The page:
If five-year old kids were asked who Salman Khan was, and what the Olympic Games were, the result is depressingly easy to predict. The percentage of tots answering question 1 will easily outstrip those getting the sporting query right.
The comparison is not to belittle the sporting achievements of those participating in the Games, most of whom (being Indian) have got there in the face of overwhelming odds (unlike Salman who had his path to Bollywood greatness lubricated by being born into the fraternity).
But it just goes to show that as a country, we lack a sporting culture. And that’s where, ironically, Salman could make a difference.
The Indian Olympic Association’s choice of appointing the muscular Bollywood hero has met with widespread criticism, with the first salvo being fired by Rio qualifier and Olympic bronze medal winning wrestler Yogeshwar Dutt. Sprint great Milkha Singh quickly followed suit.
Yes, Dutt, Milkha and shooter Abhinav Bindra are great ambassadors of the game. The fact, however, remains that people who like these stars would anyway watch or take interest in the Olympics. But by bringing in a Bollywood star, the IOA will be able to catch the eyeballs of the section that otherwise is not interested in Olympic sports.
Why did we choose Amitabh Bachchan as brand ambassador to make people aware of the power of do-boond polio drops? We could have chosen a great doctor. Instead of actor Aamir Khan promoting the Incredible India campaign, should it have been given to a historian who knew India’s diversity and culture better?
Let’s accept that Bollywood is the most popular choice to create buzz around other campaigns or events. The result of the polio campaign and Incredible India are incontrovertible proof.
Salman coming into the picture could also draw corporate sponsorships for less-fancied sports. There is no harm if some extra money flows to a sporting body low on cash and spectator interest.
We need not look too far to understand the draw of Bollywood stars in sports. We can learn from the IPL. Bollywood starpower was used by franchise owners to promote a game which is as popular as Indian cinema. So what is the harm in using them to promote other games?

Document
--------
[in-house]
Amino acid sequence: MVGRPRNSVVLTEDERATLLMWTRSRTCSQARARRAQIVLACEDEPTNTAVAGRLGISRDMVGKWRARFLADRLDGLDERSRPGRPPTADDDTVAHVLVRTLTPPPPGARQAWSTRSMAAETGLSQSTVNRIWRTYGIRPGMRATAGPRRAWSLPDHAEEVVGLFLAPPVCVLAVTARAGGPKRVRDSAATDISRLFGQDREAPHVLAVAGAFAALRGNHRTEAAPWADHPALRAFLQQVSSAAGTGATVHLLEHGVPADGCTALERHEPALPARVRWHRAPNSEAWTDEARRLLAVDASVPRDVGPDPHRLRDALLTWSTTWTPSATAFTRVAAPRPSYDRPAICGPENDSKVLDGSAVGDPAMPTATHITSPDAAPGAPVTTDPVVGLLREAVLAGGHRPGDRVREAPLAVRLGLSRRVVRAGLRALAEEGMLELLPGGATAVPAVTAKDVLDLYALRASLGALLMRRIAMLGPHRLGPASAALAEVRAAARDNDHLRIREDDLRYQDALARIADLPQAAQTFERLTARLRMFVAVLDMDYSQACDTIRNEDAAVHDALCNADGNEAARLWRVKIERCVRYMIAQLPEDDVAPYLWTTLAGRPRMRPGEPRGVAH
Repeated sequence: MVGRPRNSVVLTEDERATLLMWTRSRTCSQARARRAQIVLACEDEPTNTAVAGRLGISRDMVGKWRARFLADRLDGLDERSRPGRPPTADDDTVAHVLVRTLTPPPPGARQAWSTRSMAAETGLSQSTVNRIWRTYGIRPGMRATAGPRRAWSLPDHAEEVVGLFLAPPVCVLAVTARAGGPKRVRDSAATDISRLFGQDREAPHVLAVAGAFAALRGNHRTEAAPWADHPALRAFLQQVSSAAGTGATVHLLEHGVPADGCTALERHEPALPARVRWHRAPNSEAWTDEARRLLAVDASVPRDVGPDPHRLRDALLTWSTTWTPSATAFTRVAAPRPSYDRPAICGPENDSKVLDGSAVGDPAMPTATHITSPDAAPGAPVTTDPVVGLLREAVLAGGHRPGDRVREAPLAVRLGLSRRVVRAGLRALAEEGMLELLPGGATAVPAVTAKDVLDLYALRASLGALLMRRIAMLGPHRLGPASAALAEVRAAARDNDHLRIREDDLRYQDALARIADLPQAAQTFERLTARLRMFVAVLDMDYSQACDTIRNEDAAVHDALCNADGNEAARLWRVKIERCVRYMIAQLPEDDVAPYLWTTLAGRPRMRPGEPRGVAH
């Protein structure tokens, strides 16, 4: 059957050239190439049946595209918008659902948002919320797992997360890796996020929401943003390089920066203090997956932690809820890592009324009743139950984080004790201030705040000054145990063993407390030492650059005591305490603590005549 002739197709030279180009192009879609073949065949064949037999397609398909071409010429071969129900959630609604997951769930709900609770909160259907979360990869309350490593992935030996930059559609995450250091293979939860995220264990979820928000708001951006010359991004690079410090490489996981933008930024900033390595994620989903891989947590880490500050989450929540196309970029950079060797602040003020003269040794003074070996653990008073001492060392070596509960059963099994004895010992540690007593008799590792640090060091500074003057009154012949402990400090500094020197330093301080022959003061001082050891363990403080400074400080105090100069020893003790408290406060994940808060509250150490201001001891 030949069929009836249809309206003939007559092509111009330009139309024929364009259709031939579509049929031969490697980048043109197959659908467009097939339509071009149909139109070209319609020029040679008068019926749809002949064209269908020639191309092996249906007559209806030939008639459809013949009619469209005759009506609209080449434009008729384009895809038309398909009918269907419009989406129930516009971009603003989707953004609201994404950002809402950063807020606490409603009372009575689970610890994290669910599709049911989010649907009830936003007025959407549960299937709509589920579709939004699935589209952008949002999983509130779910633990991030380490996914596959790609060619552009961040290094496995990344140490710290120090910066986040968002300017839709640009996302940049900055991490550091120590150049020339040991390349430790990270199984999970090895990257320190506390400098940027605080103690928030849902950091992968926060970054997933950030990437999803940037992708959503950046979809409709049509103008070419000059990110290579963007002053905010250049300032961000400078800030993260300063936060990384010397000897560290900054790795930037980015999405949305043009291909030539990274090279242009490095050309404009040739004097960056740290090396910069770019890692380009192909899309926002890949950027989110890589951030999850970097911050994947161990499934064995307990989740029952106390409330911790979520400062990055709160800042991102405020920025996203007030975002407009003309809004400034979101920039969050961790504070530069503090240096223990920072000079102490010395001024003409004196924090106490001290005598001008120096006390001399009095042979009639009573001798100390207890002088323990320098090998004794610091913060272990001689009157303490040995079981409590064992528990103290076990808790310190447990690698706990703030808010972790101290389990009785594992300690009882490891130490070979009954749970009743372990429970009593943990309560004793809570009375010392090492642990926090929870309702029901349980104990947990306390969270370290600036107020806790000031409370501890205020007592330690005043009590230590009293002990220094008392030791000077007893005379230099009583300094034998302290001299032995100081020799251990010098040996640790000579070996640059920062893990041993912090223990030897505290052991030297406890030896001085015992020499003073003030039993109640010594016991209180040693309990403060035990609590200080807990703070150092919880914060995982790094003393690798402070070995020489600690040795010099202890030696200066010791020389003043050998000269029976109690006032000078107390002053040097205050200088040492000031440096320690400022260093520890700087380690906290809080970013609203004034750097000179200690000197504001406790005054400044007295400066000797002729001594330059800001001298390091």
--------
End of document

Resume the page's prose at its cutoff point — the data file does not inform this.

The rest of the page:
There are charges against Salman that by associating with IOA and the Olympics in general, he is only promoting his forthcoming film Sultan, in which he has played the role of a wrestler. So what?
Salman as an actor charges crores for promoting any event. Here, he is doing it for free.
Some say the hit-and-run court case against Salman underlines negative sentiment against the star. Those who say this clearly haven’t been to a theatre showing a Salman movie (vacuous as many of his offerings are).
Bollywood has been good at supporting sports that are well behind cricket in the popularity stakes. Bollywood stars own hockey and wrestling teams. Yesteryear hero Dharmendra was the first to buy a team during when the Pro-Wrestling League was announced and John Abraham is co-owner of Hockey League team Delhi Waveriders.
Amitabh Bachchan and son Abhishek can easily compete with cheerleaders in raising the confidence of their Kabaddi teams.
And Bollywood has done more than its share in celebrating sporting success. In the 1982 Asian Games, Mir Ranjan Negi was the goalkeeper for the India national field hockey team when it was pulverised 7-1 in the final by Pakistan. Negi was falsely accused in some quarters of having deliberately conceded those goals. He returned as a goalkeeping coach for the 1998 Asian Games in which India won gold. This dramatic comeback was highlighted in Bollywood movie Chak De India years later.
Milkha Singh is undoubtedly a legend but not many knew about his journey before Bhag Milkha Bhag.
If Salman can sell somewhat brainless entertainers like Dabang, Ready and Ek Tha Tiger, creating a buzz around the Olympics is much easier a task. And the controversy of his appointment has done half his job for him already.